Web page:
Cheating DBCC To Fix SQL Server Index Corruption

By Staff Contributor on April 7, 2015

SimpleReach Slide Plugin Version: 0.7.6 You’re still here? Why? There hasn’t been anything new to read here for weeks! Sorry, I’ve been busy, sitting in endless meetings, learning how to play “manager”. It hasn’t been pretty.I’m back, with a new tale of good versus evil. For dramatic effect, I suggest that you read this one aloud, in Christian Bale’s “Batman” voice. Go ahead, try it!

This tale starts two days ago, with one of my Oracle DBA’s reporting a problem. “We’re missing records from a table, looks like replication from SQL Server is broken.” Yeah, sure, you Oracle guys are always blaming SQL Server when something goes wrong. Based on the evidence so far, he was, however, seemingly correct. Grabbing my cane, I struggled out of my easy chair and hobbled over to the computer console.The table in question contains 96 million rows, and is replicated to both an Oracle data warehouse and a SQL Server warehouse. There is also a companion audit table, populated via a trigger, capturing all update and delete activity that occurs within the source table. It would be easy to track down the culprit responsible for these missing rows.

Personally, I was starting to suspect the maid. A quick comparison of row counts revealed 1,295 missing rows. It also revealed a bigger mystery – the rows were missing from the SOURCE table, not the subscriber table in the Oracle warehouse. Checking the subscriber table in the SQL warehouse revealed the same thing – 1,295 rows that existed in the subscriber table but not in the source. I quickly formed an assumption – somebody had deleted these rows from the source table, but replication had for some reason failed to push that/those transactions to the subscribers. The audit table should make it easy to find out who, I just needed to know which rows were missing. The primary key on this table is “RowID”, so a simple “NOT IN” query gave me the list of RowID values that were missing.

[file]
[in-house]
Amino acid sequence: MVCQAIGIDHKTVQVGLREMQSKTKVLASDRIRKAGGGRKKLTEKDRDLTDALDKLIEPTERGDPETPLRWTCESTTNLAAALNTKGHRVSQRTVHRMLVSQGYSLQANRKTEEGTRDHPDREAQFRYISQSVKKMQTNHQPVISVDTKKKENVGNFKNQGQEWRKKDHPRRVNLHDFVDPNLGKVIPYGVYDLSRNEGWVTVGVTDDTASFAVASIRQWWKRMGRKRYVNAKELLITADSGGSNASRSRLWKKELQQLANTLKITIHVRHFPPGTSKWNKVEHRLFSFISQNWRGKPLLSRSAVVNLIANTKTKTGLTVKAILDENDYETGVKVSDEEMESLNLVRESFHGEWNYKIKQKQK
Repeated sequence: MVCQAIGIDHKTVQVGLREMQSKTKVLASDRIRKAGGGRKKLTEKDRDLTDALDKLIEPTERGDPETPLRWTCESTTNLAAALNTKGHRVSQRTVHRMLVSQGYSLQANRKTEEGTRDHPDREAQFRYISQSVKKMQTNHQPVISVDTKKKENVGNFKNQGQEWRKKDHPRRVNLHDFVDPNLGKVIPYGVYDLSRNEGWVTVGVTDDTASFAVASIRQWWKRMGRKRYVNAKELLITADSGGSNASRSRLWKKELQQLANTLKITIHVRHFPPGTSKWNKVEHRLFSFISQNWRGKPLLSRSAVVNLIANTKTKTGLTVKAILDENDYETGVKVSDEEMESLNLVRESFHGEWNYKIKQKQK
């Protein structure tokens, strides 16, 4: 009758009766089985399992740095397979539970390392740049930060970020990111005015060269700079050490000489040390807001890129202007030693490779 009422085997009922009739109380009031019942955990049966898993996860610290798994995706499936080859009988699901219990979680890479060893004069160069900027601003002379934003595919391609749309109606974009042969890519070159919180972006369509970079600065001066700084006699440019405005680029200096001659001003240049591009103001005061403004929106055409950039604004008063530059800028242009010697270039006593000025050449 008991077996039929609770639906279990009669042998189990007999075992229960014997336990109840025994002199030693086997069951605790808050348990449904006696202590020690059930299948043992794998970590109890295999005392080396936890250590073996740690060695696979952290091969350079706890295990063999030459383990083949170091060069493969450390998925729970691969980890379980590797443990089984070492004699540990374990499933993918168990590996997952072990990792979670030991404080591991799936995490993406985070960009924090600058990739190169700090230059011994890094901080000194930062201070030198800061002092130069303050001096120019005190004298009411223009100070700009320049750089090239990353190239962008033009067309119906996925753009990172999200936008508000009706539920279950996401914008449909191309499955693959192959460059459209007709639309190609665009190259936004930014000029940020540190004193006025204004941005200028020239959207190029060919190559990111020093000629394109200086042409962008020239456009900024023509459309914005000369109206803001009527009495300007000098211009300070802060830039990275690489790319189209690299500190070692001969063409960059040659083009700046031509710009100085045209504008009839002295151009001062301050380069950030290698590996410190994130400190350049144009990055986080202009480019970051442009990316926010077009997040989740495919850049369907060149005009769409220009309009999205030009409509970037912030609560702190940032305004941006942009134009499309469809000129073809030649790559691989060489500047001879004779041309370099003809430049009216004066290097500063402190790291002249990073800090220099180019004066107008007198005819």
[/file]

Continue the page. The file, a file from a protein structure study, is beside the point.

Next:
FROM WAREHOUSE.StagingDB.dbo.BigCriticalTable 
      SELECT RowID 
      FROM PublisherDB.dbo.BigCriticalTable

Grabbing the first RowID from that list, I queried the audit table, ready to reveal the identity of the person responsible for deleting this missing row.

FROM zBigCriticalTable_Audit 
WHERE RowID = 12345 

And the villain is none other than… Hmmm, odd, I can see that the record was modified a few times, but according to the audit table, it has NOT been deleted. This villain is good, very good, he/she was able to bypass our auditing process. Cinching up my tights, I reached for the next tool in my utility belt – the trace logs that we capture 24 hours a day, 7 days a week.

I knew the specific day that these rows disappeared, so mining the trace logs was simply a matter of loading up all of the logs for that day into a table, then running some queries to find the DELETE statement that removed RowID 12345. I started that load process, and nine hours later, I had my answer. Once again, the villain is none other than… Ummm, hmmm, there doesn’t seem to be a DELETE statement anywhere in the trace logs. I suddenly broke out into a cold sweat. As the numbness began to fade from my brain (manager, remember?), I realized who my opponent was.

As DBAs, we’re responsible for keeping our data safe and secure. We’re the silent guardians of the information age. The bane of our existence, always lurking, always threatening, is data corruption. Rarely seen these days, but when it is, there’s always a mess to be cleaned up. Corruption is a deep, dark pit, and I just landed at the bottom of it.

Going back to my source table, I took a look at the table structure:

The table has a couple of indexes:

These are both non-filtered indexes, and should therefore both be able to locate a record by its RowID value, using an index scan if necessary. Using index hints, I used each index to check for the existence of my test record, RowID = 12345: